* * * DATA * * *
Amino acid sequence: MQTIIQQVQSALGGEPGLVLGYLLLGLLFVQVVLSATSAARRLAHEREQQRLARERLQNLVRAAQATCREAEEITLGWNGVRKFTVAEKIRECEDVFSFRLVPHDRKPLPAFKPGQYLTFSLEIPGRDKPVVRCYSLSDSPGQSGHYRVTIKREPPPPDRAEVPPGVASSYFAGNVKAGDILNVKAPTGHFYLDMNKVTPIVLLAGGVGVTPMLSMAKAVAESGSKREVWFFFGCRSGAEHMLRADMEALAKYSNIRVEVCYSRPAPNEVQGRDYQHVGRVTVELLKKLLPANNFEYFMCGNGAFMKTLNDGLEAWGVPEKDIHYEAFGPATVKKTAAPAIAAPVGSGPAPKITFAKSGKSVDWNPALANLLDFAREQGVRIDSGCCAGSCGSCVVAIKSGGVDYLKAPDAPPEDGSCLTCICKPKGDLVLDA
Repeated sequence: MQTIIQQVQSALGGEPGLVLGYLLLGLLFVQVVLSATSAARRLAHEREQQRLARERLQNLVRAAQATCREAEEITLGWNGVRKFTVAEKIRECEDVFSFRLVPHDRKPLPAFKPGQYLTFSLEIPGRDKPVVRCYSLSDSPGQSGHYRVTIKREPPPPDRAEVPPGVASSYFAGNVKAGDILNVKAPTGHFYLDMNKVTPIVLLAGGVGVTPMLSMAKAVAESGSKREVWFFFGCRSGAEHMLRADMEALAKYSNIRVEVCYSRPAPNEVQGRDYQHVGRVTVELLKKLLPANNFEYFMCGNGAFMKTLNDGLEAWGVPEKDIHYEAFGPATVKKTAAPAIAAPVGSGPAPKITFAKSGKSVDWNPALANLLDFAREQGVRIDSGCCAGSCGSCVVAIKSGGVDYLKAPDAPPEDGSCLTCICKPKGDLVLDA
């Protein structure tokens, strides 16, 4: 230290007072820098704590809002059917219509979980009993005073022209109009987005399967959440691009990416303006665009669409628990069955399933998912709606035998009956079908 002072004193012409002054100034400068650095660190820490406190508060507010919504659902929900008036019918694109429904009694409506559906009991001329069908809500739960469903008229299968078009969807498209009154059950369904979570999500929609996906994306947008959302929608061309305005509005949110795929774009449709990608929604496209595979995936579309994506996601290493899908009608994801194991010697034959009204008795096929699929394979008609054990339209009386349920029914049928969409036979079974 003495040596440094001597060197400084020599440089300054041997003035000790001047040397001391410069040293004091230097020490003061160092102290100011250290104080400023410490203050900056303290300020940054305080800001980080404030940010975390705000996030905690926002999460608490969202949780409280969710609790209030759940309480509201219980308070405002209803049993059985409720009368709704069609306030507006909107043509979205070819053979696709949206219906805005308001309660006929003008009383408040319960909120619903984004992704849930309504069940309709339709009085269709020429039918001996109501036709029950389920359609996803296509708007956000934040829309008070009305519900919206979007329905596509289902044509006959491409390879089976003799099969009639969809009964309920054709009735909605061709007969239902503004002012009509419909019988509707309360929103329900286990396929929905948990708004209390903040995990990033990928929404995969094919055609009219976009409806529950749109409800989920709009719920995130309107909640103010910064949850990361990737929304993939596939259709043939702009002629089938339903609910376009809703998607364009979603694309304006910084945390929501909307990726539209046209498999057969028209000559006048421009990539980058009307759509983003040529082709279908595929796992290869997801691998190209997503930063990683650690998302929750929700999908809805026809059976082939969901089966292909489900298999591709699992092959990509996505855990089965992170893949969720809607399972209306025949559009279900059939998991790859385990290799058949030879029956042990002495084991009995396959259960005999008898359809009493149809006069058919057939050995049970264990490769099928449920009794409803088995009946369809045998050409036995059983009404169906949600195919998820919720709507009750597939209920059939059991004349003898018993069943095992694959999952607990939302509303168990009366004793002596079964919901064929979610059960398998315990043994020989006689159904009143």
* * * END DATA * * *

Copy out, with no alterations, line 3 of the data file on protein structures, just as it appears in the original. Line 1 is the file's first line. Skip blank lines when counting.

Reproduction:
């Protein structure tokens, strides 16, 4: 230290007072820098704590809002059917219509979980009993005073022209109009987005399967959440691009990416303006665009669409628990069955399933998912709606035998009956079908 002072004193012409002054100034400068650095660190820490406190508060507010919504659902929900008036019918694109429904009694409506559906009991001329069908809500739960469903008229299968078009969807498209009154059950369904979570999500929609996906994306947008959302929608061309305005509005949110795929774009449709990608929604496209595979995936579309994506996601290493899908009608994801194991010697034959009204008795096929699929394979008609054990339209009386349920029914049928969409036979079974 003495040596440094001597060197400084020599440089300054041997003035000790001047040397001391410069040293004091230097020490003061160092102290100011250290104080400023410490203050900056303290300020940054305080800001980080404030940010975390705000996030905690926002999460608490969202949780409280969710609790209030759940309480509201219980308070405002209803049993059985409720009368709704069609306030507006909107043509979205070819053979696709949206219906805005308001309660006929003008009383408040319960909120619903984004992704849930309504069940309709339709009085269709020429039918001996109501036709029950389920359609996803296509708007956000934040829309008070009305519900919206979007329905596509289902044509006959491409390879089976003799099969009639969809009964309920054709009735909605061709007969239902503004002012009509419909019988509707309360929103329900286990396929929905948990708004209390903040995990990033990928929404995969094919055609009219976009409806529950749109409800989920709009719920995130309107909640103010910064949850990361990737929304993939596939259709043939702009002629089938339903609910376009809703998607364009979603694309304006910084945390929501909307990726539209046209498999057969028209000559006048421009990539980058009307759509983003040529082709279908595929796992290869997801691998190209997503930063990683650690998302929750929700999908809805026809059976082939969901089966292909489900298999591709699992092959990509996505855990089965992170893949969720809607399972209306025949559009279900059939998991790859385990290799058949030879029956042990002495084991009995396959259960005999008898359809009493149809006069058919057939050995049970264990490769099928449920009794409803088995009946369809045998050409036995059983009404169906949600195919998820919720709507009750597939209920059939059991004349003898018993069943095992694959999952607990939302509303168990009366004793002596079964919901064929979610059960398998315990043994020989006689159904009143």